“Where’s the anti-China sentiment? I don’t see it.” China’s ambassador to Malaysia Bai Tian gave this assessment when asked whether China’s rapid economic rise and growing regional influence was spooking citizens in his host country.
Speaking to the South China Morning Post, Bai Tian said he was heartened by overtures to China by Prime Minister Mahathir Mohamad, contrary to speculation the leader would take a hawkish stance towards Beijing in keeping with his election campaign stance.
The ambassador said preparatory works were already underway for 92-year-old Mahathir to visit Beijing, even though Chinese officials do not expect the leader to make the trip in his first 100 days as Malaysia’s seventh prime minister.
Mahathir, premier from 1981 to 2003, returned to the apex of power after defeating his one-time protégé Najib Razak in the May 9 general election.
“Today’s China is even more important than the China during Mahathir’s first term in office. I do believe Mahathir will visit China in the near future,” the envoy said on the sidelines of the opening ceremony for Alibaba Group’s Malaysia office on Monday.
Alibaba owns the South China Morning Post.
Apart from the expected visit, Bai Tian said Mahathir would probably have an opportunity to meet Premier Li Keqiang on the sidelines of the East Asia Summit forum to be held in Singapore in November.
Asked about Mahathir’s demand for a number of Beijing-led infrastructure projects signed during the Najib era to be reviewed, Bai Tian said it was important not to “miss the forest for the trees”.
Among the projects under renewed scrutiny is the US$13.7 billion East Coast Rail Link to be built by state-owned China Communications Construction Company (CCCC).
Mahathir’s Pakatan Harapan coalition believes Najib overpaid for the project – given to CCCC via a directly negotiated tender in 2016 – and that the 688km link would have limited use among Malaysians.
Finance Minister Lim Guan Eng earlier this month revealed that some US$5 billion of financing for the project, mainly provided by the Export-Import Bank of China, had already been drawn down even though construction work had yet to begin.
Others have complained that labour and material for the project are likely to be sourced from China, leaving little to be gained for local players.
Bai Tian said the Chinese government had always emphasised that Chinese companies operating overseas should “follow the rules and laws” of both China and their host countries, while also operating on the basis of “mutual respect, equality and mutual benefit”.
The envoy said Chinese companies continued to have “good faith” in Malaysia, and that he hoped Mahathir’s government would “work even harder to boost the confidence of Chinese companies in Malaysia and invite more foreign direct investment from China”.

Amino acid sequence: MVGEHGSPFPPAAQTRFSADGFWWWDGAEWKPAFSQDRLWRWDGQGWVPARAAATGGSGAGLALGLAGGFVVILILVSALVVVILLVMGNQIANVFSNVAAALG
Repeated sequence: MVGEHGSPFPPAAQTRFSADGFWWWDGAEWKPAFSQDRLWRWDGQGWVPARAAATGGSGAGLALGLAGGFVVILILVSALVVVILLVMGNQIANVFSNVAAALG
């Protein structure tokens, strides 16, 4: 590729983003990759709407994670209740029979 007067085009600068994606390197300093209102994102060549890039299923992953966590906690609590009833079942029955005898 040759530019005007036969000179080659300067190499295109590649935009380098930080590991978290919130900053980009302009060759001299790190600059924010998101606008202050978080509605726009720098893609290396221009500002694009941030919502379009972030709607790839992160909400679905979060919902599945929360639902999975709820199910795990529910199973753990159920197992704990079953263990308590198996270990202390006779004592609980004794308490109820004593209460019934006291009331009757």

As for the East Coast Rail Link, he said the ongoing review was “not a problem”.
“Of course, we will be keeping our fingers crossed for the outcome.”
Speaking at Alibaba’s Malaysia office opening ceremony, Bai Tian jokingly lamented that following the May 9 general election, he had to “redo” the diplomatic groundwork he had done since being posted to the Southeast Asian country six months ago.
“I have no choice but like many other foreign ambassadors posted in Kuala Lumpur, to knock on a few doors, paying courtesy calls to the senior officials in the new government and get acquainted with them,” the ambassador said.
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He said however that economic data showed bilateral ties were unlikely to be affected by the change in Malaysia’s political leadership.
Bai Tian said bilateral trade between the two countries had surged 14.7 per cent in the first five months of 2018 to US$42.7 billion, giving rise to hopes that bilateral trade volume this year will exceed US$100 billion.
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Meanwhile, three Chinese companies invested US$300 million in Malaysia just weeks after the May 9 polls, the ambassador said.
China has been Malaysia’s largest trading partner for nine consecutive years.
The ambassador said his biggest challenge remained “access to the people of Malaysia”.
“The traditional way of going around meeting people does not meet the demand of today’s China diplomacy,” Bai Tian said, adding that his embassy had opened a Facebook account to bring public engagement to the next level.
In a video post last week, the Chinese envoy spoke in Malay, sending local Muslims good wishes on the occasion of the Eid festival, locally known as Hari Raya Puasa.